Whoah…can you tell me a little bit more about that?

I was 14, 15. I was really struggling in school with bullying and my mom took me out of public school and homeschooled me. Bullying can have such a bad psychological effect on you, so I got depressed and suicidal.


I’m so sorry to hear that.

It was tough. I had this one incident where I almost self harmed. I locked myself in the bathroom and I had my CD player with me, and I had TLC’s song ‘Waterfalls’ playing. Left-Eye’s rap came on and the part where she says :Dreams are hopeless aspirations/In hopes of comin’ true/Believe in yourself/The rest is up to me and you’ and it hit me when she said that. Because I realised that there were so many dreams I had, and if I did something to myself I wouldn’t see them. So I didn’t do anything. I told my mom and she somehow got the number for Left Eye’s studio on Ask Jeeves, and she got on the phone. Lisa Left-Eye Lopez got on the phone.


Your mum is the GOAT!

Right! She [Left-Eye] listened and was amazing. She told me ‘You have to keep going’. That conversation stayed with me. It was only a few months after that that she passed, so i’m glad I got the opportunity to speak to her.


If you got to make a soundtrack for “On The Come Up”, what would be on the playlist?

I got one!


What? No way. That’s amazing. Do you write to it?

Yes ma’am. So the songs I would pick out are: ‘The Message’ by Grandmaster Flash. ‘U.N.I.T.Y’ by Queen Latifah. ‘Juicy’ by Biggie — I call On The Come Up my biggie book. ‘I Used to Love H.E.R.’ by Common, who is also in the movie playing uncle Carlos. And ‘Doo Wop’ by Lauryn Hill. I need her to do another album.


I saw on twitter that you bought your mum a new car. Can you tell me more about personal goals you have achieved thanks to the success of your book?

Getting out of the hood is one. Getting into a better situation for me and my mum. Being able to travel. Before the book came out I had never been outside of Mississippi. But for me the absolutely best thing is when a kid comes up to me and goes, “Yo I hate reading but I read this book, yo this is dope!” That’s it for me.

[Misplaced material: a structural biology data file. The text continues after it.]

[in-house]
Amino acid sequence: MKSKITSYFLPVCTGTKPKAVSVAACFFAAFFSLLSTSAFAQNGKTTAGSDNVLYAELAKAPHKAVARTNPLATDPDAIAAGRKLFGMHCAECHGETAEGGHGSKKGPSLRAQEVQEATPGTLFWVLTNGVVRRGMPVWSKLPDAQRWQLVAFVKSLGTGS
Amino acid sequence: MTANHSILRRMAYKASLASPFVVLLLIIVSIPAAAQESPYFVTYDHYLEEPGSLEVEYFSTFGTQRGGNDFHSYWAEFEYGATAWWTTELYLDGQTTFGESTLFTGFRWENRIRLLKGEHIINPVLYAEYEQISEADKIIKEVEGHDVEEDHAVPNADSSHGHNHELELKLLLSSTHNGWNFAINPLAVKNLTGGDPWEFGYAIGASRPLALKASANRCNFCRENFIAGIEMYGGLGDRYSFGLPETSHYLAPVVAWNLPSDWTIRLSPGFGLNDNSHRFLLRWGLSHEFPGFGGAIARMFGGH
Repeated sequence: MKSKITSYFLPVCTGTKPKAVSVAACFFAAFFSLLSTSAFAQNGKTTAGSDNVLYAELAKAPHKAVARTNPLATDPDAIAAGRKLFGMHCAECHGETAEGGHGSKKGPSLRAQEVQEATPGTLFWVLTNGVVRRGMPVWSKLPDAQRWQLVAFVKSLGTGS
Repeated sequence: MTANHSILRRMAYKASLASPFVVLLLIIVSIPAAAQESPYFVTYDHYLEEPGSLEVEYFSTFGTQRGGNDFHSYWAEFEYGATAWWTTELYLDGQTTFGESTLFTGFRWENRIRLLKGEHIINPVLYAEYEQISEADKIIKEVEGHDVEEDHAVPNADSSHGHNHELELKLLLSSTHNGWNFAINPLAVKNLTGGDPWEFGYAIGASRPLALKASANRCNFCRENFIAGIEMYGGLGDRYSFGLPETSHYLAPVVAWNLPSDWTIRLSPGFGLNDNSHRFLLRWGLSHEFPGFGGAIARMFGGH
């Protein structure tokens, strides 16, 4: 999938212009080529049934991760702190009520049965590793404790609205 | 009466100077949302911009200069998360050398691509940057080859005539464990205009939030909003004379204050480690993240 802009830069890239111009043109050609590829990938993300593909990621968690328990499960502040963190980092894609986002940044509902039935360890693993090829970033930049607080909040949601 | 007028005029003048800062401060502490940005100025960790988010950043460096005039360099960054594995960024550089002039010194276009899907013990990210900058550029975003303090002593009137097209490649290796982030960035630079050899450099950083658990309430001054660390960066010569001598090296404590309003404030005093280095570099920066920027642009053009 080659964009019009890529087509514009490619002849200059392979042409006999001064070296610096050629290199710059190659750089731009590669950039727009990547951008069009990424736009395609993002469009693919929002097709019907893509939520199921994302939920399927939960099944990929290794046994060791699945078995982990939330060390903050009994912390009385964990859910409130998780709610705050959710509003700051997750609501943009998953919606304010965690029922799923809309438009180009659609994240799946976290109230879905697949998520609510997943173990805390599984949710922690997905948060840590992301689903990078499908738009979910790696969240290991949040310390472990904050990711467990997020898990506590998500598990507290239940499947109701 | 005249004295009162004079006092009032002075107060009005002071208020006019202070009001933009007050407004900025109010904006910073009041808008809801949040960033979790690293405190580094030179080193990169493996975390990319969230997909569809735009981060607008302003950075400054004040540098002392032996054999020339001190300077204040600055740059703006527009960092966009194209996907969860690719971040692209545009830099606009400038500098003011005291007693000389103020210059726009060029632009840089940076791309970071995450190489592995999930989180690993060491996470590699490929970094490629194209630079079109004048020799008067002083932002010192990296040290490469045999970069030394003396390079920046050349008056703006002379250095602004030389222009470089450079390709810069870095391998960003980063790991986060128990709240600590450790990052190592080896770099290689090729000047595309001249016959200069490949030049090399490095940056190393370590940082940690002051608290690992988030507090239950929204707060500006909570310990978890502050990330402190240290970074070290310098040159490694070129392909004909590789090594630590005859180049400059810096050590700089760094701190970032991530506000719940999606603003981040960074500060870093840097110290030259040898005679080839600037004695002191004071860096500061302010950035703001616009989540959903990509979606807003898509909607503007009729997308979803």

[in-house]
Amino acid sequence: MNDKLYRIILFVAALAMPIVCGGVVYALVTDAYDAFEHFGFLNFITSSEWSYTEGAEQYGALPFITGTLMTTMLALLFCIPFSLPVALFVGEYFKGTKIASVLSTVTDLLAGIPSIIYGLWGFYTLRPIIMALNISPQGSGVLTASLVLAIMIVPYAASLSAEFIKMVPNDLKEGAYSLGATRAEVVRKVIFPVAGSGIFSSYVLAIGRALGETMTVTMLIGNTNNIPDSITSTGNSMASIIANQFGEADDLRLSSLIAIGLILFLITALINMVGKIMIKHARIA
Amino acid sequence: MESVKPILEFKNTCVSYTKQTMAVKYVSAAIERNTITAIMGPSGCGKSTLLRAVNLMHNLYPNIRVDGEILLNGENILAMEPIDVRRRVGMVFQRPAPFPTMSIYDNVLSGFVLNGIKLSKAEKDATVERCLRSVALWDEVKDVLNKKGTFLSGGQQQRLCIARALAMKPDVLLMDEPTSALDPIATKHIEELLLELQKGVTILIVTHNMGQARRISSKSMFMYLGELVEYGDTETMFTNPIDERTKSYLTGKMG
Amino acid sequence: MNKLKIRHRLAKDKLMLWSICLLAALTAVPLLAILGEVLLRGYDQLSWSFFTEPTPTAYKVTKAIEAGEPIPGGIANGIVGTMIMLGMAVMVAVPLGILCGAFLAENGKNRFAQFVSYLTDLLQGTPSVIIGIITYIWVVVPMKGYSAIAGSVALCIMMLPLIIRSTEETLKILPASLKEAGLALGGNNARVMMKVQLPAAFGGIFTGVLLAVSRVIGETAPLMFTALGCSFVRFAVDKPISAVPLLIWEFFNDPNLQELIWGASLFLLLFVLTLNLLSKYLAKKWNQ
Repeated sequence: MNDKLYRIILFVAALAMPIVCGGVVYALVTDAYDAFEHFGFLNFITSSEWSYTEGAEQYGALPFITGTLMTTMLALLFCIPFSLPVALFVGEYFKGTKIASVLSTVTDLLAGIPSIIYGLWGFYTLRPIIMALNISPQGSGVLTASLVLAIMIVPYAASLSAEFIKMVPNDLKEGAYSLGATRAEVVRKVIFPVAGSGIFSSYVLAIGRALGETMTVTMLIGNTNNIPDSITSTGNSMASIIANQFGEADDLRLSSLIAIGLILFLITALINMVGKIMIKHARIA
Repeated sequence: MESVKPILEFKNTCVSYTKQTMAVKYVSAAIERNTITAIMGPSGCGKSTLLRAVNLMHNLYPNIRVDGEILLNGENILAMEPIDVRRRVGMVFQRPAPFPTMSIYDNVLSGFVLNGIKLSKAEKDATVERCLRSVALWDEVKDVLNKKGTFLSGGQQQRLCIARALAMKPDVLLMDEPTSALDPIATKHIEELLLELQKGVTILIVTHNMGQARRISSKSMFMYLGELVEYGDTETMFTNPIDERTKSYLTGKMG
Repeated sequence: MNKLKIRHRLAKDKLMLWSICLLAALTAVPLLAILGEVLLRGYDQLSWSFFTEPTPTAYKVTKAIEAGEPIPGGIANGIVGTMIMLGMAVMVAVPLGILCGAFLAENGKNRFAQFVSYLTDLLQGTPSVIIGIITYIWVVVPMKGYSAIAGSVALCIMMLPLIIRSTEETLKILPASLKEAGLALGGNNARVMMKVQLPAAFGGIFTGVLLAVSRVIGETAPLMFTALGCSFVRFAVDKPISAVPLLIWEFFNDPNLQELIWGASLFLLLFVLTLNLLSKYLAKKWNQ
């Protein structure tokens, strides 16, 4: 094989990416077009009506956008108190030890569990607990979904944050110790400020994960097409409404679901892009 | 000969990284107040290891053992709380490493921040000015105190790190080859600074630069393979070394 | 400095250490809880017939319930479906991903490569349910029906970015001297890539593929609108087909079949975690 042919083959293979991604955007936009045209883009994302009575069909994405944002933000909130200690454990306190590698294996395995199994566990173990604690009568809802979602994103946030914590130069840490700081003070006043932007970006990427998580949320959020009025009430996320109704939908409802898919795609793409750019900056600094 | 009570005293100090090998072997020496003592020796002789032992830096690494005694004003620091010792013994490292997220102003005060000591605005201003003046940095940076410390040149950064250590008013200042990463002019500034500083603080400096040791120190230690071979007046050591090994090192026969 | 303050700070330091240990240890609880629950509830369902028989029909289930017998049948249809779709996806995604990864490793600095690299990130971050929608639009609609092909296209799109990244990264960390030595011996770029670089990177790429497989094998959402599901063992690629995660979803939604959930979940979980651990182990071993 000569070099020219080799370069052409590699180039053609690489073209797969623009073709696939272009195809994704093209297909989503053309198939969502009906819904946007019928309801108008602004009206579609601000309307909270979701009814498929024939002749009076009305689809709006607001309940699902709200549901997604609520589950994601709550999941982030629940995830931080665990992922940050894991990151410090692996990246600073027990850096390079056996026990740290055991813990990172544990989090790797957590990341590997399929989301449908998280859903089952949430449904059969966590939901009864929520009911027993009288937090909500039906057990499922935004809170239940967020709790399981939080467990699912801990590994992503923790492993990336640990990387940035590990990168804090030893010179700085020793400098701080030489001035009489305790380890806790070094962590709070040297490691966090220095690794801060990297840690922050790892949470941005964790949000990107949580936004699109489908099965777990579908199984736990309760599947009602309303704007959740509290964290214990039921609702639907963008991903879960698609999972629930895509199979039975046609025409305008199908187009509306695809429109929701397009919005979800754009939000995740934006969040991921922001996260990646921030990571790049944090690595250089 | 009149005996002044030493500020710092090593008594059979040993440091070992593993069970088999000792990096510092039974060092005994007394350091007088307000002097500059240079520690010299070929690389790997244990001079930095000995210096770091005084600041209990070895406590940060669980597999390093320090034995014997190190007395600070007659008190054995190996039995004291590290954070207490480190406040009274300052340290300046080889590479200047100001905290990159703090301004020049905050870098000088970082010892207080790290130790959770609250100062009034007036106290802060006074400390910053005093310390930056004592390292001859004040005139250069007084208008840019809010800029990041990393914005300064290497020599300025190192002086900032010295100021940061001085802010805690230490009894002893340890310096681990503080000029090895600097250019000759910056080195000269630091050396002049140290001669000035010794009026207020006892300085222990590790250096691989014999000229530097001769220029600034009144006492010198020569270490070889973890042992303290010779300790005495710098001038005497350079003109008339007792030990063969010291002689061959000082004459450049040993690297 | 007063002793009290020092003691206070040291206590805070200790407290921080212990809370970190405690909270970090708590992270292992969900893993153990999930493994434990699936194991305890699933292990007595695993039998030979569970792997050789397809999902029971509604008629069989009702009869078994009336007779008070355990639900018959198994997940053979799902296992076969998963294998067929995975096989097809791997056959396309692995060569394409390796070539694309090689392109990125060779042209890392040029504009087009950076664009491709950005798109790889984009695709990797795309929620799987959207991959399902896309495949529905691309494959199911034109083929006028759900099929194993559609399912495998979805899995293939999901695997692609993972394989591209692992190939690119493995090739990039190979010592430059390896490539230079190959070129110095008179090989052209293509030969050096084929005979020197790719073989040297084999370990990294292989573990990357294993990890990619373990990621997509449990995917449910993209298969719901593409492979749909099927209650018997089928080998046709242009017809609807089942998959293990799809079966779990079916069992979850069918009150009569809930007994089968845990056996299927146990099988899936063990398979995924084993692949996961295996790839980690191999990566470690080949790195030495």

What is a really cool fact about you, that you wish people knew about?

What got me into writing was soap opera fanfiction.


Did not see that coming!

There was this show in the states called Passions, so I started writing fan fiction online under a pen name and I had quite a big following. So I have no problem with fanfiction, I think we should it encourage it more because if nothing else, people learn how to make other people’s characters work —  eventually you can make your own.


Seeing yourself as a black person in all forms of creative media is tough, but you are contributing to that change with your books. What advice would you give upcoming black writers?

Be unapologetic. I know it’s scary, but I look at what Beyonce is doing, and she has not just embraced her blackness, she’s showing everyone her blackness and she’s unapologetic about it. Also know that yeah, this industry, for so long has made us feel as if we have to fit into a certain box or standard. Or if they have one of us they cant have two of us, you know? Be encouraged because I think things are changing. Be hopeful, be ready because the doors are opening and you need to be ready to walk through them.


The Hate You Give is available to buy online and in most bookshops. On the Come Up is scheduled for release in 2019. The UK release date for the movie is yet to be confirmed, but will be out in the U.S. in October. Watch the teaser here.

You can follow Angie Thomas on social media, all details can be found on her website.